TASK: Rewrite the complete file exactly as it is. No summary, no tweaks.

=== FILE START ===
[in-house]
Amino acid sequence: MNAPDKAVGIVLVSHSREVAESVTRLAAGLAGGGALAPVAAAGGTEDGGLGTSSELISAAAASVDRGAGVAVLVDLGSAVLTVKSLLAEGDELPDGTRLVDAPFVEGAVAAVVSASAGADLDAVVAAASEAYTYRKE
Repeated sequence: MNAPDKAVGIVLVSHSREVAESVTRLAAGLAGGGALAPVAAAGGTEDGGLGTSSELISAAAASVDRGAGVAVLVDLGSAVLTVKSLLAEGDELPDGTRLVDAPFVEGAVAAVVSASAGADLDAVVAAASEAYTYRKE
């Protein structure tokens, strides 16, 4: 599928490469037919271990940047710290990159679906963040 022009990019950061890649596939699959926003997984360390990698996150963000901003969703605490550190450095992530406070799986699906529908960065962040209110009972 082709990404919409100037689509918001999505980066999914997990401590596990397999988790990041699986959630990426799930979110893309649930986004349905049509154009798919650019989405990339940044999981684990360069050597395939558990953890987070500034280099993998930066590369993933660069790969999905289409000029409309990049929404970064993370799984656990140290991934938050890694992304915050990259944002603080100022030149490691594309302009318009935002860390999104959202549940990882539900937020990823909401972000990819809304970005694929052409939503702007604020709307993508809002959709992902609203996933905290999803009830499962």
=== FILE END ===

[in-house]
Amino acid sequence: MNAPDKAVGIVLVSHSREVAESVTRLAAGLAGGGALAPVAAAGGTEDGGLGTSSELISAAAASVDRGAGVAVLVDLGSAVLTVKSLLAEGDELPDGTRLVDAPFVEGAVAAVVSASAGADLDAVVAAASEAYTYRKE
Repeated sequence: MNAPDKAVGIVLVSHSREVAESVTRLAAGLAGGGALAPVAAAGGTEDGGLGTSSELISAAAASVDRGAGVAVLVDLGSAVLTVKSLLAEGDELPDGTRLVDAPFVEGAVAAVVSASAGADLDAVVAAASEAYTYRKE
């Protein structure tokens, strides 16, 4: 599928490469037919271990940047710290990159679906963040 022009990019950061890649596939699959926003997984360390990698996150963000901003969703605490550190450095992530406070799986699906529908960065962040209110009972 082709990404919409100037689509918001999505980066999914997990401590596990397999988790990041699986959630990426799930979110893309649930986004349905049509154009798919650019989405990339940044999981684990360069050597395939558990953890987070500034280099993998930066590369993933660069790969999905289409000029409309990049929404970064993370799984656990140290991934938050890694992304915050990259944002603080100022030149490691594309302009318009935002860390999104959202549940990882539900937020990823909401972000990819809304970005694929052409939503702007604020709307993508809002959709992902609203996933905290999803009830499962």